At first glance this looks like a great project reusing existing facilities in an area with a great climate and views. However, there are practical questions such as: can they grow some of their own food?: Where are the grocery stores, cleaners, hair dressers, parking lots, gas stations or preferably EV recharging stations, clothing stores, etc? What recreation facilities will be incorporated? As long as people do not have mobility issues evacuating in case of an emergency shouldn't be too difficult hopefully. But what about large traffic accidents especially involving semis carrying gas or other volatile materials, or if cars become airborne and land on part of one of the buildings?
    There is also an issue that relates to all high rises (or anything over 4 or 5 storeys and that is replacing an elevator after 25 years. Quite often cost can easily run US $1 million.

  3. John Says:

    This inspired my 1st comment on here: This is one of the most horrible architecture ideas I've seen in years!!! It makes me angry!

    1) The Ancients who build such things are more advanced than this designer! They are not improving upon the long lasting functional green structure. It also doesn't look like a pile of perpendicular steel and glass garbage. The man cutting grass in the sky is especially foolish; fine for some artwork but foolish outside that. I never was a fan of the busy style of trying to copy the formless patternless garbage heap. (and making it light up doesn't trick me; anything that sparkles appeals to our fish genes…I won't swallow the bait.)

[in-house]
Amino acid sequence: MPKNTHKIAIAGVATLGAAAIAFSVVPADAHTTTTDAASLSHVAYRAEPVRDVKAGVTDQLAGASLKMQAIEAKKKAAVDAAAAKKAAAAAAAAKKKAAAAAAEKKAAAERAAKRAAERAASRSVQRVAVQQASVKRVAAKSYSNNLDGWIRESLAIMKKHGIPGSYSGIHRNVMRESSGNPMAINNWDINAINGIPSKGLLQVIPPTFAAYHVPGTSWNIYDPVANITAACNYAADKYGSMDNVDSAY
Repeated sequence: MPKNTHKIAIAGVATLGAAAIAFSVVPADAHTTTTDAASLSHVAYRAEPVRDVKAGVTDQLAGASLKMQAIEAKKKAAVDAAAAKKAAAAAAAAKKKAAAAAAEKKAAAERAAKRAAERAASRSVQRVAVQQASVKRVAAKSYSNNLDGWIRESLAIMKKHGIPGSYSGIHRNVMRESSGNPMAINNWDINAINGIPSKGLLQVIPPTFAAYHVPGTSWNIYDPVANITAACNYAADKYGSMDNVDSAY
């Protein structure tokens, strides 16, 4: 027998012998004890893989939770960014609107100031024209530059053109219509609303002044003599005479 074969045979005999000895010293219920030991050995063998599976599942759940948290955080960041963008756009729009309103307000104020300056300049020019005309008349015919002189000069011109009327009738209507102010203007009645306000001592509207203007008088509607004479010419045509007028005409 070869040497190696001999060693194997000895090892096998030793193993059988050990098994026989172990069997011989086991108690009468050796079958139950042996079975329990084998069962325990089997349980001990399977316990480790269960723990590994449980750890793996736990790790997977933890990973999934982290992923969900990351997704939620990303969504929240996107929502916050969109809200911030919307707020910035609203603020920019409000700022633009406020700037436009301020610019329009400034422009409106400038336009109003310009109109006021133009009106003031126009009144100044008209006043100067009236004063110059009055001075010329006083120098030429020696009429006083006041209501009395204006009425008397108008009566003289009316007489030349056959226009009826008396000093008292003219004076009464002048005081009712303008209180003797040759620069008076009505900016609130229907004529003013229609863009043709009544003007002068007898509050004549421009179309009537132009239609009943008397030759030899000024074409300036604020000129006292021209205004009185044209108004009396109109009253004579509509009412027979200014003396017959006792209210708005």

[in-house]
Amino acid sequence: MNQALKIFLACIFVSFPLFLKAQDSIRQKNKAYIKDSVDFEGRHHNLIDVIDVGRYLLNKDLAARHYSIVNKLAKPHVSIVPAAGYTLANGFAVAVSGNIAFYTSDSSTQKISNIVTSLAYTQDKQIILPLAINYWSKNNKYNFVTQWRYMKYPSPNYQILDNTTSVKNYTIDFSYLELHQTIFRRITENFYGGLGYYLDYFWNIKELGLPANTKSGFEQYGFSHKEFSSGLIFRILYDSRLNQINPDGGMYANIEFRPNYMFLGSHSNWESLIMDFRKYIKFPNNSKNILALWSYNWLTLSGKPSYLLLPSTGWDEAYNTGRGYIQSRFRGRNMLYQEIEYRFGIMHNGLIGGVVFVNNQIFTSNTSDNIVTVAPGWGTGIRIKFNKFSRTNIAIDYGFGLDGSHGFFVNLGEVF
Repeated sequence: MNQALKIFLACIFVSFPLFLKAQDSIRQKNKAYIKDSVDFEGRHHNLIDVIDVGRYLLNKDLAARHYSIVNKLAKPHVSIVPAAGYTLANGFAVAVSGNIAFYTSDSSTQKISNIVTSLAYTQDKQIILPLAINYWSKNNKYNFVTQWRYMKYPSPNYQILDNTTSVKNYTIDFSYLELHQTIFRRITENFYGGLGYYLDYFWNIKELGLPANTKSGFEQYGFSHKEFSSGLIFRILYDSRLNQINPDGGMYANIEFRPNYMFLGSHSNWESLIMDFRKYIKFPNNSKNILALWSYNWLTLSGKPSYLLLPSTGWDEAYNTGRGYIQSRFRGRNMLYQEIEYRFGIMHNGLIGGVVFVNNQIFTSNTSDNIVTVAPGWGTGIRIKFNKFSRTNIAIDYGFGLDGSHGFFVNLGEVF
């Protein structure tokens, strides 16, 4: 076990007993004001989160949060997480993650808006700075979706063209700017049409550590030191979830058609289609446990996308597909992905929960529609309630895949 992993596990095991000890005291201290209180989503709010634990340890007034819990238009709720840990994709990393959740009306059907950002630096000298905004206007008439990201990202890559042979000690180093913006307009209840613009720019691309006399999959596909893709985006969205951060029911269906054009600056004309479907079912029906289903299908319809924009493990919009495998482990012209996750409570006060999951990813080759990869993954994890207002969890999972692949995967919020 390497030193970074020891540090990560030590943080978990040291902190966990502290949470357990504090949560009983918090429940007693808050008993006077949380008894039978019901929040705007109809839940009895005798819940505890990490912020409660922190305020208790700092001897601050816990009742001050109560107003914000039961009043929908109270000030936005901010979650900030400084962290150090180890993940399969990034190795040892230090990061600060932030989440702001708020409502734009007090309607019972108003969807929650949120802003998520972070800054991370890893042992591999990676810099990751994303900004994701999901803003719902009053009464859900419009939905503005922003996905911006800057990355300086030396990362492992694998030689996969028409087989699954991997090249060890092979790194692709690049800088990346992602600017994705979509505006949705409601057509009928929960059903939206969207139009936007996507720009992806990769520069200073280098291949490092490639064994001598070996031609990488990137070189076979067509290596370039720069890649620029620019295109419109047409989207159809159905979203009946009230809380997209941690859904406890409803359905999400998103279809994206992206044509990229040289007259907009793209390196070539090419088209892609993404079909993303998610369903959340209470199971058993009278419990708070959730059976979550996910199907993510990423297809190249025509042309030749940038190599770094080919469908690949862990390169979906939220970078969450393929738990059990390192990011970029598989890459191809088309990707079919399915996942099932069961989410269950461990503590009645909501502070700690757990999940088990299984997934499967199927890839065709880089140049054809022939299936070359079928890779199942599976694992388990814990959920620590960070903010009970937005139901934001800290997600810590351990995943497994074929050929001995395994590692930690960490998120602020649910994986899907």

2) Ancient structure defaced and destroyed (oh but we are using the crushed rubble as aggregate!) for a short-term structure! In 50-100 years it'll all get torn down. The Ancient structure should be preserved out of respect; this is like a death sentence or a really expensive remodel for the grandchildren. It sure doesn't look like they are using the old structure to me; just using the rubble pile in the cement mix.

    Say, lets tear down The Colosseum and pay homage to its iconic shape with some latex paint on the new plastic stadium!

    3) Totally impractical over exposed design; maintenance and storm issues abound. That structure is going to suck up wind its so bad. Seriously? waist high glass guard rails?? Sorry but the lawn mower floor just can't get out of my mind… my mower ejects things at high speed out the right side… which do not hit glass guard rails and the plot of grass doesn't cost me ten of thousand+ dollars per year. a green roof does something; just wasting space for grass in a garden is only green in color.

    4) Where is the ugly parking lot? The new road leading up to it? How long will the surrounding land remain nice if you are starting out by killing the signature landmark?

  4. Susan Kraemer Says:

    Haha…!!! Thanks for waiting, John, :-)

  5. jack Says:

    Open letter to all architects. PUT DOWN THE MOUSE AND PICK UP A SHOVEL.

  6. Susan Kraemer Says:

    Hahaha!!! Well said!

  7. Bobby Says:

    Wow… I was stunned by this idea. Until I read the comments. Still, it looks really cool…

  8. Susan Kraemer Says:

    Don't feel bad! There is no right or wrong when it comes to aesthetic ideas. I think it is really inspiring on one level, a great reuse. On another hand, I can understand those who say "architects need to put down the mouse and pick up a shovel!" We can get something wonderful out of even ideas that in real life might be a bit over the top.